work around for Windows TELNET?
To: None <tech-net@NetBSD.org>
From: der Mouse <mouse@Rodents.Montreal.QC.CA>
Date: 08/14/2006 23:24:01
> Beyond the fact that using TELNET across public networks is
> definitely a no no,
This "fact" is actually false.
What *is* a no-no is to use telnet over public networks to access
anything for which login information exists and the cost of its
compromise is more than trivial. (Remote login to general-purpose
computers with resuable passwords is perhaps the commonest example.)
But, for example, I co-run a mud, and plenty of peopple use telnet to
connect to it. If connecting to a guest character, there is absolutely
nothing wrong with this; when connecting to a non-guest character,
there is some chance of the password being sniffed, but the value of
such a thing to the putative sniffer is so low that the risk is
normally ignored (and, indeed, as far as I know we have not had even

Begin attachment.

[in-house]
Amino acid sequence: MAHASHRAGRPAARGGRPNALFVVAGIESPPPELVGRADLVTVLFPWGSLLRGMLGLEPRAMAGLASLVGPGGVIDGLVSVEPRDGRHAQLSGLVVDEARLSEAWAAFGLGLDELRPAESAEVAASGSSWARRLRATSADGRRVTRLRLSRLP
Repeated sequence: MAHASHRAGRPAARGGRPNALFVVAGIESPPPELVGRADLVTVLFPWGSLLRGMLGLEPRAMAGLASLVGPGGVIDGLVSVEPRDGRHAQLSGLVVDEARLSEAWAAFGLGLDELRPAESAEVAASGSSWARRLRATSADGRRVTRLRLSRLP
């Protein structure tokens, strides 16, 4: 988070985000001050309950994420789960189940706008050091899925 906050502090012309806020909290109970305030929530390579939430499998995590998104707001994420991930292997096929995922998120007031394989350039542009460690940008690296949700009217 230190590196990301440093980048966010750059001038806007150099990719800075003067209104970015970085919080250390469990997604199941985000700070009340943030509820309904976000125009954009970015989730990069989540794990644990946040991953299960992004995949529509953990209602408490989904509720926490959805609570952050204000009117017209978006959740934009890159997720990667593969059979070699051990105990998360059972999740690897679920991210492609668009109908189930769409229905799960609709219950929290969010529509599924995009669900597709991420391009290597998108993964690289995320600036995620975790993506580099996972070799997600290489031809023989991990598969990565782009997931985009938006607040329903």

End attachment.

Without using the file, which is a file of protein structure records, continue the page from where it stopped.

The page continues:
one instance of such a compromise in the 14 years and some months we've
You can also use telnet to connect to a whois server, or any of endless
other resources, without risking anything at all.
> is there any way to work around the <CR><LF> or 'double return' issue
> that seems to plague Windows 2K/XP users?
I'm not familiar with that one. The major problem I know of with
Windows telnet is that whoever wrote it apparently did not understand
that the client is respnosible for input line editing unless both ends
specifically neogtiate otherwise. In particular, backspace does not
work unless the thing you're connected to handles it. I actually had
to hack special-case code into the mud to deal with this, it bothered
our players so much; if you tell it "STUPID-WIN Y", the mud will
attempt to compensate for this braindamage. It succeeds, mostly.
I don't know whether this is what's hurting you. It could be that
whatever you're connecting to is turning on and off character-at-a-time
mode, and the Windows client is ignoring it, and that is the root if
your problem. Or it could be something entirely different....
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